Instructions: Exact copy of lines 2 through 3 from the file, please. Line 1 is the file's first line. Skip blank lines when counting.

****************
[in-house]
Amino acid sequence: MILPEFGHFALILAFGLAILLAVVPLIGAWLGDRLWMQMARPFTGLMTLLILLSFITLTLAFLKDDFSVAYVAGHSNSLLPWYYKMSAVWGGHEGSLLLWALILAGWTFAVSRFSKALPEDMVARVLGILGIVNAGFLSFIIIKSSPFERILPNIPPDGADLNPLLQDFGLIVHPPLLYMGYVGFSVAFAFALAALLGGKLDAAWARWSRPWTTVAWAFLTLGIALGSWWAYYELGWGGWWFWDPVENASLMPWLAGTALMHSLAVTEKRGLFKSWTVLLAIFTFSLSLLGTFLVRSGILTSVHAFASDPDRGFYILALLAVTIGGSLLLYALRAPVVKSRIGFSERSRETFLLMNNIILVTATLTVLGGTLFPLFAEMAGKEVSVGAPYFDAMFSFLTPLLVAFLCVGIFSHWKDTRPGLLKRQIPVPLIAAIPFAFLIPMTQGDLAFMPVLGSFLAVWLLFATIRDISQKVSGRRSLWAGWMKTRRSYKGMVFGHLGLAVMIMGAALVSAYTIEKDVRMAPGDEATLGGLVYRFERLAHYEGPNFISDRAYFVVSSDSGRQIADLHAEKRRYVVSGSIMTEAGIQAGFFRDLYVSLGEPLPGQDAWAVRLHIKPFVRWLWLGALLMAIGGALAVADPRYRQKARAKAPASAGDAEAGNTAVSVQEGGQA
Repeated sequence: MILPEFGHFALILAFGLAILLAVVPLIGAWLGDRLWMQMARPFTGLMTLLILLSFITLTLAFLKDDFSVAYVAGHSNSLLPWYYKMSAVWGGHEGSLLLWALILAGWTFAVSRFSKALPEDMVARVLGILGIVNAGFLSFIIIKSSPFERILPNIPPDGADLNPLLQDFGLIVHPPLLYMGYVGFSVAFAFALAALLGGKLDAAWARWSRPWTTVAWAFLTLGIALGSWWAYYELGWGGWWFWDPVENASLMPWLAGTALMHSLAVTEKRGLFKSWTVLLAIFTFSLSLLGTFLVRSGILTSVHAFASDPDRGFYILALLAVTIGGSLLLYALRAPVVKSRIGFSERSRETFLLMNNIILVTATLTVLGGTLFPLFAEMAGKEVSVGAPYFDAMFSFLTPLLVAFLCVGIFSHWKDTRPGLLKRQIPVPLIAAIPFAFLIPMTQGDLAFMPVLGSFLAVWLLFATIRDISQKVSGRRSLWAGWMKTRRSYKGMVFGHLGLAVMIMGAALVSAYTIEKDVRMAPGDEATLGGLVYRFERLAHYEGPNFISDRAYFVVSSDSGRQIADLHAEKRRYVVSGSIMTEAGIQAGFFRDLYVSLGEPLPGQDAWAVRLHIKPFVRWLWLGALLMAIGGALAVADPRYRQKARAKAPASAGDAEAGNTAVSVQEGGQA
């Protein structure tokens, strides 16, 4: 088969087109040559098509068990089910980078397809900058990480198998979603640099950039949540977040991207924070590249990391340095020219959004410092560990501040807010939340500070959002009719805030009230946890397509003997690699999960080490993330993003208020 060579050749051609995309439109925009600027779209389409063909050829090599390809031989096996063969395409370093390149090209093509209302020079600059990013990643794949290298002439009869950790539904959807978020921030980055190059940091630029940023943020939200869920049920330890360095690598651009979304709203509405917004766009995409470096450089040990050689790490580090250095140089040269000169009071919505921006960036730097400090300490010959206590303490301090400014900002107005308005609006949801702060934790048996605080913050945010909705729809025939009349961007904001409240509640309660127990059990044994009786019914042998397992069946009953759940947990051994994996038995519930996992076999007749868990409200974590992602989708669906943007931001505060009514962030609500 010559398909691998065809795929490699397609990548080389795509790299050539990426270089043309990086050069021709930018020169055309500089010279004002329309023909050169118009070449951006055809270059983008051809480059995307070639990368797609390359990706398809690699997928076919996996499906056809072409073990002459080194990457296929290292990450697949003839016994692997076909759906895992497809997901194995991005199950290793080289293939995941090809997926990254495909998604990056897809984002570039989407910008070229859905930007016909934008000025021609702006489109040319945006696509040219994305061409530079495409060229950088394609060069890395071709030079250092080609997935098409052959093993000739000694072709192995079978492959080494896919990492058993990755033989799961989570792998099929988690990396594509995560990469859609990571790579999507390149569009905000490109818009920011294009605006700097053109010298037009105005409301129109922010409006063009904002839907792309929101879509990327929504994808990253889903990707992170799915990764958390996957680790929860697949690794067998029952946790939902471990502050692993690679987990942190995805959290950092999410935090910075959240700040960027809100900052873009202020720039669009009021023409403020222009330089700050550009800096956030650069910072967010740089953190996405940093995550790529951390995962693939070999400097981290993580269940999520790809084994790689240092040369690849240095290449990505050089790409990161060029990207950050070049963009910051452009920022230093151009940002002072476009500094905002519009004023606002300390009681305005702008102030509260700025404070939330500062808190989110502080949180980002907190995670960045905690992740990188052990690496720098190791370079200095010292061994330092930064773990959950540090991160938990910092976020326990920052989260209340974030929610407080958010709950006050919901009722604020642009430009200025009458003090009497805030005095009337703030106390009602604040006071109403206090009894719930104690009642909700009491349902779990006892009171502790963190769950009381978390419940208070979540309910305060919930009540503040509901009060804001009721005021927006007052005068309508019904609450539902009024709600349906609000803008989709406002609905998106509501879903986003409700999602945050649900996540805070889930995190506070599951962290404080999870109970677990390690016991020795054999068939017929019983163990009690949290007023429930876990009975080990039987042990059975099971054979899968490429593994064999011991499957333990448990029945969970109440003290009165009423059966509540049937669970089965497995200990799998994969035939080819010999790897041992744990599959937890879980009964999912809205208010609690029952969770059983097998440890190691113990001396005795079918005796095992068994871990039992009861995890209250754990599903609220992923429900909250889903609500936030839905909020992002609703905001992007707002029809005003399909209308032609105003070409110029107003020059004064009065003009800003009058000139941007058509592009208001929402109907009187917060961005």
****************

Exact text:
Amino acid sequence: MILPEFGHFALILAFGLAILLAVVPLIGAWLGDRLWMQMARPFTGLMTLLILLSFITLTLAFLKDDFSVAYVAGHSNSLLPWYYKMSAVWGGHEGSLLLWALILAGWTFAVSRFSKALPEDMVARVLGILGIVNAGFLSFIIIKSSPFERILPNIPPDGADLNPLLQDFGLIVHPPLLYMGYVGFSVAFAFALAALLGGKLDAAWARWSRPWTTVAWAFLTLGIALGSWWAYYELGWGGWWFWDPVENASLMPWLAGTALMHSLAVTEKRGLFKSWTVLLAIFTFSLSLLGTFLVRSGILTSVHAFASDPDRGFYILALLAVTIGGSLLLYALRAPVVKSRIGFSERSRETFLLMNNIILVTATLTVLGGTLFPLFAEMAGKEVSVGAPYFDAMFSFLTPLLVAFLCVGIFSHWKDTRPGLLKRQIPVPLIAAIPFAFLIPMTQGDLAFMPVLGSFLAVWLLFATIRDISQKVSGRRSLWAGWMKTRRSYKGMVFGHLGLAVMIMGAALVSAYTIEKDVRMAPGDEATLGGLVYRFERLAHYEGPNFISDRAYFVVSSDSGRQIADLHAEKRRYVVSGSIMTEAGIQAGFFRDLYVSLGEPLPGQDAWAVRLHIKPFVRWLWLGALLMAIGGALAVADPRYRQKARAKAPASAGDAEAGNTAVSVQEGGQA
Repeated sequence: MILPEFGHFALILAFGLAILLAVVPLIGAWLGDRLWMQMARPFTGLMTLLILLSFITLTLAFLKDDFSVAYVAGHSNSLLPWYYKMSAVWGGHEGSLLLWALILAGWTFAVSRFSKALPEDMVARVLGILGIVNAGFLSFIIIKSSPFERILPNIPPDGADLNPLLQDFGLIVHPPLLYMGYVGFSVAFAFALAALLGGKLDAAWARWSRPWTTVAWAFLTLGIALGSWWAYYELGWGGWWFWDPVENASLMPWLAGTALMHSLAVTEKRGLFKSWTVLLAIFTFSLSLLGTFLVRSGILTSVHAFASDPDRGFYILALLAVTIGGSLLLYALRAPVVKSRIGFSERSRETFLLMNNIILVTATLTVLGGTLFPLFAEMAGKEVSVGAPYFDAMFSFLTPLLVAFLCVGIFSHWKDTRPGLLKRQIPVPLIAAIPFAFLIPMTQGDLAFMPVLGSFLAVWLLFATIRDISQKVSGRRSLWAGWMKTRRSYKGMVFGHLGLAVMIMGAALVSAYTIEKDVRMAPGDEATLGGLVYRFERLAHYEGPNFISDRAYFVVSSDSGRQIADLHAEKRRYVVSGSIMTEAGIQAGFFRDLYVSLGEPLPGQDAWAVRLHIKPFVRWLWLGALLMAIGGALAVADPRYRQKARAKAPASAGDAEAGNTAVSVQEGGQA